Serj Tankian says the idea of System Of A Down touring now is “artistically redundant”

“David Bowie said the first two weeks of every tour is basically – I’m paraphrasing – creative; after that, it’s redundant, which is correct.”

Serj Tankian

Serj Tankian. Credit: Daniel Knighton/Getty

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Though they haven’t been particularly active in recent years – and have only released two singles in the last two decades – fans are still clamouring for more from System Of A Down.

While SOAD do play together every now and then, frontman Serj Tankian has once again poured cold water on any hopes of System Of A Down getting back on the road, going as far to say that the notion is “artistically redundant”.

During an appearance on the Soul Boom With Rainn Wilson podcast, Tankian speaks about his reluctance to embrace long periods on the road.

“We’ve had incredible, unexpected success as a very far-flung kind of progressive metal band with our Toxicity record in 2001 and touring and doing what we did. And after many years of touring, when we were making the last few records which we made together, Mezmerize and Hypnotize. Those recordings were done at the same time, then released as two records within six months of each other in 2005 and 2006,” he says [as transcribed by Blabbermouth].

“Before those sessions, when we first started those sessions, I told the [other] guys [in the band], ‘Guys, this kind of cyclical thing that we’re doing with making records for a year, touring for two years at that time, doing all this promo publicity,’ it was just cyclical. It was, like, ‘I’ve gotta stop. And I also wanna do my own thing. I have other artistic adventures that I wanna get on.’”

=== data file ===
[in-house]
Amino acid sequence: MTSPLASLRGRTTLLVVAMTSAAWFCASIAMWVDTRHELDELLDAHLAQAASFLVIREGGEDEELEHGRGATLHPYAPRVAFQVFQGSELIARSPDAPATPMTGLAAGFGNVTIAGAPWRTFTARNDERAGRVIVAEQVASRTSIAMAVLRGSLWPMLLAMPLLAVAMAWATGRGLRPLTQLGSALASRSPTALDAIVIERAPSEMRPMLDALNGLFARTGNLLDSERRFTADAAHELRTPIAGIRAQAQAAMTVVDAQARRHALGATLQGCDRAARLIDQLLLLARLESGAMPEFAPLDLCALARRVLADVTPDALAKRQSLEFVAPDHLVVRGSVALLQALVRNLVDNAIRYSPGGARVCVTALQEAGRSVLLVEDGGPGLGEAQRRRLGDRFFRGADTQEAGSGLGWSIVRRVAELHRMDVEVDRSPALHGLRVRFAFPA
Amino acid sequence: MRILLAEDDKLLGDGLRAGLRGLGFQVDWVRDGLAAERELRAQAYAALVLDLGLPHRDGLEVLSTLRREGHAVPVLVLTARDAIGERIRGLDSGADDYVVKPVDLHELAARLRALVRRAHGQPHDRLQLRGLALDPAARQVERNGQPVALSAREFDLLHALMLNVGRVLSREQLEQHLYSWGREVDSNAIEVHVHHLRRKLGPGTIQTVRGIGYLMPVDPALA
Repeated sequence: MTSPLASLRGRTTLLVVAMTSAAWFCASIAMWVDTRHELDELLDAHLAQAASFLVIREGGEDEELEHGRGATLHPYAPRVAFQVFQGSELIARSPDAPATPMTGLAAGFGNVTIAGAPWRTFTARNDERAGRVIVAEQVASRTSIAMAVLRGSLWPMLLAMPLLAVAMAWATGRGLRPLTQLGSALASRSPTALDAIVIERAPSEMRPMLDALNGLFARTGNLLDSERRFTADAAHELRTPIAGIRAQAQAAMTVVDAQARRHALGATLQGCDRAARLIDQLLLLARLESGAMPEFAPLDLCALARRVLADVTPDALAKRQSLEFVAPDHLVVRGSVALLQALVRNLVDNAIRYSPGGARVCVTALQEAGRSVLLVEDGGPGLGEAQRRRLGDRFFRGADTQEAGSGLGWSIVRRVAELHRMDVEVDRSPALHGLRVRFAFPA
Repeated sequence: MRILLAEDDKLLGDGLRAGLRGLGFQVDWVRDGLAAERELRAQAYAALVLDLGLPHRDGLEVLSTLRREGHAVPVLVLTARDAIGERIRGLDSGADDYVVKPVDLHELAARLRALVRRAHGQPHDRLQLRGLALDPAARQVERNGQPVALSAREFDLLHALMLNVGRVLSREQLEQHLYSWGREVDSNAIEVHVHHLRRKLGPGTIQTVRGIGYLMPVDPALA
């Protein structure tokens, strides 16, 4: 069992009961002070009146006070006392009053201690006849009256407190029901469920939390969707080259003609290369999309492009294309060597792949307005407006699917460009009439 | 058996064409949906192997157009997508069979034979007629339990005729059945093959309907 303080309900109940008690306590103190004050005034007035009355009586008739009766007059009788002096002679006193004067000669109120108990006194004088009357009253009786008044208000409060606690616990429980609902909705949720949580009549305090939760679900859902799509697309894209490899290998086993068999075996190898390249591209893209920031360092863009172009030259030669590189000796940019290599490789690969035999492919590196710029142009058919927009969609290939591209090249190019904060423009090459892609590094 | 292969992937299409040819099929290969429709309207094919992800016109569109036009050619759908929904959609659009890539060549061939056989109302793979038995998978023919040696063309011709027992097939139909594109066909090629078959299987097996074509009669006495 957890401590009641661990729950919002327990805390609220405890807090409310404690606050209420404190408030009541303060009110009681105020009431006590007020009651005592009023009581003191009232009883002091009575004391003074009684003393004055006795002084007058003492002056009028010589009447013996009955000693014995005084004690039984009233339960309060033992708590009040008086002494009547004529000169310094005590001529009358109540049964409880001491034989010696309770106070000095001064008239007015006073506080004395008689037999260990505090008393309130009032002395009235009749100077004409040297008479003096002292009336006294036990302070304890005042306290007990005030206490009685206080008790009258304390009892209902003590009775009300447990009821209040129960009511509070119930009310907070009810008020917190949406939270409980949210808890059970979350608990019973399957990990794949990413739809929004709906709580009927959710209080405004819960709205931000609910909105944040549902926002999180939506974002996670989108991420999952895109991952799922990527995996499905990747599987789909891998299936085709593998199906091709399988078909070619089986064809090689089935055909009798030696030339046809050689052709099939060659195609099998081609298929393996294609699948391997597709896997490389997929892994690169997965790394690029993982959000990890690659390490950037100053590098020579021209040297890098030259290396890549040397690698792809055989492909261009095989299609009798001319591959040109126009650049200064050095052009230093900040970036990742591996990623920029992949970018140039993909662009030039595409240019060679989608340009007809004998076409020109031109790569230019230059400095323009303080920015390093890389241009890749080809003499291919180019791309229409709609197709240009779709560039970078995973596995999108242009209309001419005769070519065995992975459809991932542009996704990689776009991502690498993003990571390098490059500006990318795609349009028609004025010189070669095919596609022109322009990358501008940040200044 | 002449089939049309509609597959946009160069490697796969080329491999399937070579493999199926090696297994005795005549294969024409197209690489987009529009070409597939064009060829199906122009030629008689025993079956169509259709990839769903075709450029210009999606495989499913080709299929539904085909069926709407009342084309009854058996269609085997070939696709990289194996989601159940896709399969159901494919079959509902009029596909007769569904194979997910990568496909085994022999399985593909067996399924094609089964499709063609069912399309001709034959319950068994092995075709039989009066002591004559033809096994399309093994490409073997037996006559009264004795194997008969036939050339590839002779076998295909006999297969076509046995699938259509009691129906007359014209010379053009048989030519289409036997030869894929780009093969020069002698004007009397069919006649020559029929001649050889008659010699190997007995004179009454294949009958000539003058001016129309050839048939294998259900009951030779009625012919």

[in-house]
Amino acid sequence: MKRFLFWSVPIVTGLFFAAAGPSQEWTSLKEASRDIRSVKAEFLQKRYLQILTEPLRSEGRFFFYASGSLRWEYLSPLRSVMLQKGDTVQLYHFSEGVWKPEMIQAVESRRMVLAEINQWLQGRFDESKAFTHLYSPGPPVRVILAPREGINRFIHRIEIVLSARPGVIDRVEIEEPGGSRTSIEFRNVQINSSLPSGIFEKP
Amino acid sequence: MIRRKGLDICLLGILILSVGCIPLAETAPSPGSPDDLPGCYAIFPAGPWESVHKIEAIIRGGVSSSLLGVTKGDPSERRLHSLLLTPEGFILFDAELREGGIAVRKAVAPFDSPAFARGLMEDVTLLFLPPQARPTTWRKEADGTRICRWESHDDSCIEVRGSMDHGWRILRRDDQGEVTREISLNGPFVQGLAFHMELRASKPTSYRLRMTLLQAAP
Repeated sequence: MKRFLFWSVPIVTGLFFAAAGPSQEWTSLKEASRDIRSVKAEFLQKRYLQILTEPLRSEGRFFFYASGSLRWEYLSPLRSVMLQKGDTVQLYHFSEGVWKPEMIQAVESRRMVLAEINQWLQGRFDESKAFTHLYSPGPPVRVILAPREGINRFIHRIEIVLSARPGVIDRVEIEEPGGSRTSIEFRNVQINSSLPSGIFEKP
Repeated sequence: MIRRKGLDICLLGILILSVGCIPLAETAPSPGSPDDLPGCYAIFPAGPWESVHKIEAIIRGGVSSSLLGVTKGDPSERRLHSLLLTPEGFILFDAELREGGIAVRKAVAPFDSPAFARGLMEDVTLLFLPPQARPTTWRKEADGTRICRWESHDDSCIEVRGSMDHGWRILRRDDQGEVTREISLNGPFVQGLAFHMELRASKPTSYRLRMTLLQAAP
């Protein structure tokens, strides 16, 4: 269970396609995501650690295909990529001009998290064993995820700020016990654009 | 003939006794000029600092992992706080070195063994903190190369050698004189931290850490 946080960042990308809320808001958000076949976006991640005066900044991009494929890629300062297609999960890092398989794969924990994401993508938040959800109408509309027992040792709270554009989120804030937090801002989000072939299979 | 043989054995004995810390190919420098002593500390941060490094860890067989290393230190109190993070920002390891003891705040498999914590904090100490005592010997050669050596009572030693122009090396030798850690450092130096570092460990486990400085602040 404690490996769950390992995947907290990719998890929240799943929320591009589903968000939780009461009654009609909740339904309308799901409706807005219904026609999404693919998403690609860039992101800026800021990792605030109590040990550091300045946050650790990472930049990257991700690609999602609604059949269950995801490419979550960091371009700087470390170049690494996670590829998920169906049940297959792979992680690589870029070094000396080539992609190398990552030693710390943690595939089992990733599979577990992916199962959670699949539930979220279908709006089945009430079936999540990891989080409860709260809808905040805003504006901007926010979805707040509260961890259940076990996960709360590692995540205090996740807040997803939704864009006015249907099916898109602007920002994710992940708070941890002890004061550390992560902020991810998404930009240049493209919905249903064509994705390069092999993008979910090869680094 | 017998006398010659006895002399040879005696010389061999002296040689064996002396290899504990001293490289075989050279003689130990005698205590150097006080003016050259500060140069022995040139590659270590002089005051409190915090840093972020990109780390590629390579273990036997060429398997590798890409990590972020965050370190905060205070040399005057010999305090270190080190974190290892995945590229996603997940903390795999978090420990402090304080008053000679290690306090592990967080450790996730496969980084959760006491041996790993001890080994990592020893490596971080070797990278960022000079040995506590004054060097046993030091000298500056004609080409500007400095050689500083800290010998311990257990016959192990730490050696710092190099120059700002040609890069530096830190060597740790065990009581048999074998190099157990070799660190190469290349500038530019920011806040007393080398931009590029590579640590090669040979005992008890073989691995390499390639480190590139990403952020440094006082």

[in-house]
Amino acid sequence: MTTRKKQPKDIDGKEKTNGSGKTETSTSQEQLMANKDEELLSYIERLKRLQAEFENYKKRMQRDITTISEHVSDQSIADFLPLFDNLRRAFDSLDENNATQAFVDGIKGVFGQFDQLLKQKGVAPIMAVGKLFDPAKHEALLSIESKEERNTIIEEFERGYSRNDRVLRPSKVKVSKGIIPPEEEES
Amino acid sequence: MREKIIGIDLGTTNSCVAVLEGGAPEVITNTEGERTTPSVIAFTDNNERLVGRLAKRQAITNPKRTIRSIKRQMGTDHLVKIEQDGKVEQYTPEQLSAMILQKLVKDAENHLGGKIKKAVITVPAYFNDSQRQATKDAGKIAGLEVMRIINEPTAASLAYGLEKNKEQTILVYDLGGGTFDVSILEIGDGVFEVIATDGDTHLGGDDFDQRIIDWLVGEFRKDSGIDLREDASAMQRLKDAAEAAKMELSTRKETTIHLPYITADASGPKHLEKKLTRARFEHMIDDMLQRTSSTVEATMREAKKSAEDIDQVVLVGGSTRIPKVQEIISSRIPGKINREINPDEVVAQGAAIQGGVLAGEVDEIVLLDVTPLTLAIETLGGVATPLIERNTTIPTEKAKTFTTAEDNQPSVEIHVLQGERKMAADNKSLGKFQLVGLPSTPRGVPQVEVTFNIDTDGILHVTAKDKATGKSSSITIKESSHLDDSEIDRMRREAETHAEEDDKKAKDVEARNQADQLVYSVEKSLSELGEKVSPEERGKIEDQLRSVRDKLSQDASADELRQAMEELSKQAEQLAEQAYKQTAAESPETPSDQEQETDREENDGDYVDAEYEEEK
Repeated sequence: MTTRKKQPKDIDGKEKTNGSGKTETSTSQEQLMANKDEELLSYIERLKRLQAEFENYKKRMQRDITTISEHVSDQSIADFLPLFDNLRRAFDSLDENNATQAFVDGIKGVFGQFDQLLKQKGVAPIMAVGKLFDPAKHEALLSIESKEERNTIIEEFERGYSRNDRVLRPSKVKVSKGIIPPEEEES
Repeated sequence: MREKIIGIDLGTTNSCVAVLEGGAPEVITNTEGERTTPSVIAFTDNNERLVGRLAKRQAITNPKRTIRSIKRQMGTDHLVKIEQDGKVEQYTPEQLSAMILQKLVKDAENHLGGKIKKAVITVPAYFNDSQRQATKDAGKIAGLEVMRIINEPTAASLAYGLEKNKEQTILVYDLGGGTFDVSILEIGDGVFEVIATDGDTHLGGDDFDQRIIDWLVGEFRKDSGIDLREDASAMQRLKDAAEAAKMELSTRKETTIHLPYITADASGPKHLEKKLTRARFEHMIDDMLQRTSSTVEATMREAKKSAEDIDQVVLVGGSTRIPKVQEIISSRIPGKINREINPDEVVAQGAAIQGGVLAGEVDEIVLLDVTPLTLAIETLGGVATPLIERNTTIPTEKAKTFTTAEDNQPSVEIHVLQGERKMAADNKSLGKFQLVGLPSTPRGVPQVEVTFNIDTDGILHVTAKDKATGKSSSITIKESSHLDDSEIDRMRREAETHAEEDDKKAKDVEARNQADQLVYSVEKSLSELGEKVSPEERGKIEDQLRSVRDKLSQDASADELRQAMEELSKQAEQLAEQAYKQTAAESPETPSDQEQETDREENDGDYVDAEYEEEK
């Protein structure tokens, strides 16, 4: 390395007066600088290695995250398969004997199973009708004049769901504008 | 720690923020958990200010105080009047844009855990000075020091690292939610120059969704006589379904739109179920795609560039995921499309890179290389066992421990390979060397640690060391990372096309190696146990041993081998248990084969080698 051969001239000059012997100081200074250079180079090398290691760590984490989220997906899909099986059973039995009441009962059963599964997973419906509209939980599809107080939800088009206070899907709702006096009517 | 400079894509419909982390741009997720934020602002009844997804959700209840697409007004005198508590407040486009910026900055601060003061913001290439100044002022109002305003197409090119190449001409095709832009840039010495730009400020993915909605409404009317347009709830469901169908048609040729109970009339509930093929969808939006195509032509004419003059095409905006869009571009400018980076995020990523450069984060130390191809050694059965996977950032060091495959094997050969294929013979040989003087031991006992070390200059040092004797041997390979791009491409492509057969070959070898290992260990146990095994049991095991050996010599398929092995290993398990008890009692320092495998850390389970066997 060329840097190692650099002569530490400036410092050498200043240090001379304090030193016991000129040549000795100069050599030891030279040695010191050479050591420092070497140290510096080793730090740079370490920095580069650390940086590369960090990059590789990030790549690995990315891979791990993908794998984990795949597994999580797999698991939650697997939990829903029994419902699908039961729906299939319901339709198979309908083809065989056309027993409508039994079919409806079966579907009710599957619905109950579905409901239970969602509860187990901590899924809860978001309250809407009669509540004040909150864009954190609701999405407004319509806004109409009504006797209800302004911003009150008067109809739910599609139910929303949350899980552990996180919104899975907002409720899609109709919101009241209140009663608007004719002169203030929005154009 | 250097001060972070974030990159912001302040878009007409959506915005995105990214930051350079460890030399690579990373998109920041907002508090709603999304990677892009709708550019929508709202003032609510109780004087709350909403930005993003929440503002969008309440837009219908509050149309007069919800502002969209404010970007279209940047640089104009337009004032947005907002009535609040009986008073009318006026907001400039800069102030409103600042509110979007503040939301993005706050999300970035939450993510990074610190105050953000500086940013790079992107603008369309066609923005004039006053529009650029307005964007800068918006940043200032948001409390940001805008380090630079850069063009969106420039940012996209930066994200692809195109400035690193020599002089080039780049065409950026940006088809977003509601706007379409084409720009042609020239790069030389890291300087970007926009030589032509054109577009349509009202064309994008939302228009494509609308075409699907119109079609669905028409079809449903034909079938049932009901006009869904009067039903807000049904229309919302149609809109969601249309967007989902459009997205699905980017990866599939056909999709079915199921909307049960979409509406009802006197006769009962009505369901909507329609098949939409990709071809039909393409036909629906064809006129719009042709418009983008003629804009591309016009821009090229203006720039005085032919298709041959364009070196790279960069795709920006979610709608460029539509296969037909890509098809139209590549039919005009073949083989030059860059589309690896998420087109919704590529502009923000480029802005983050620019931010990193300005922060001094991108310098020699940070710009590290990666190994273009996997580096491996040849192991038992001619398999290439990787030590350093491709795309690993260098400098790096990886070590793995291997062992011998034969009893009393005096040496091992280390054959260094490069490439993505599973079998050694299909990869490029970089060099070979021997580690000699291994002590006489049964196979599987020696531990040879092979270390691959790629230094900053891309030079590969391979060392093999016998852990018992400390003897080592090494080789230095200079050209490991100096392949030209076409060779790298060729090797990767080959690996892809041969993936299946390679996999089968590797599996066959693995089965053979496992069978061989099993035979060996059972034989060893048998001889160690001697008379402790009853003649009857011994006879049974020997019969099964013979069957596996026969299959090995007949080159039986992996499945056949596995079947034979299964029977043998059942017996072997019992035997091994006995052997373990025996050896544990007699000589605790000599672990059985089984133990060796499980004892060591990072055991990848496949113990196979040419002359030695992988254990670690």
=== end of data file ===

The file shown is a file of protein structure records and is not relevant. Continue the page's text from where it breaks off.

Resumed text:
Tankian even says that he suggested the band go on hiatus before Mezmerize and Hypnotize were made and goes on to emphasise that his reluctance to tour doesn’t mean he doesn’t enjoy performing live. Indeed, the band headlined Sick New World in the US in April and had been lined up to return to Castle Donington for Download before Covid got in the way.

“I basically told the guys, ‘Listen, I’d like to take a hiatus. I’m not saying I never wanna do this, but I’m saying I can’t do this right now anymore. And I wanna do my own thing and also take time off and have a life, and all of that stuff.’ It wasn’t taken well at the time. I won’t get into that. But years later, we started touring again in 2011, and it became a fun thing, ’cause it left… Nothing was totally resolved creatively, but it became a fun thing because we at least put everything to the side and said, ‘Look, we’re friends, we’re brothers. We’ve known each other for a long time. We still respect and love each other. Let’s go have fun and tour together.’

“And we’ve been doing that since. Not as much as they would like, let’s say, or I’m not gonna speak for each and every person of the band, because that wouldn’t be fair of me either. But generally I’m the last person that wants to tour. Part of that is physical, because it’s tiring. I’ve done it for 20, 25 years, and I had back surgery a few years ago. I’m much better now and all of that. But part of it is that.”

He concludes: “Part of it is that it’s artistically redundant after a while, because it’s ‘Groundhog Day’; you’re repeating yourself. David Bowie said the first two weeks of every tour is basically – I’m paraphrasing – creative; after that, it’s redundant, kind of thing, which is correct. So it’s that. But I do enjoy playing with the guys, and when it’s a one-off, it’s actually fun, ’cause there’s no pressure to do this whole rigamarang of a long tour or press or anything. You just rehearse together, make your dumb jokes, have food together, and then go and play that one show and it becomes a hoorah. So that’s what we’ve been doing. And I’m grateful for that.”

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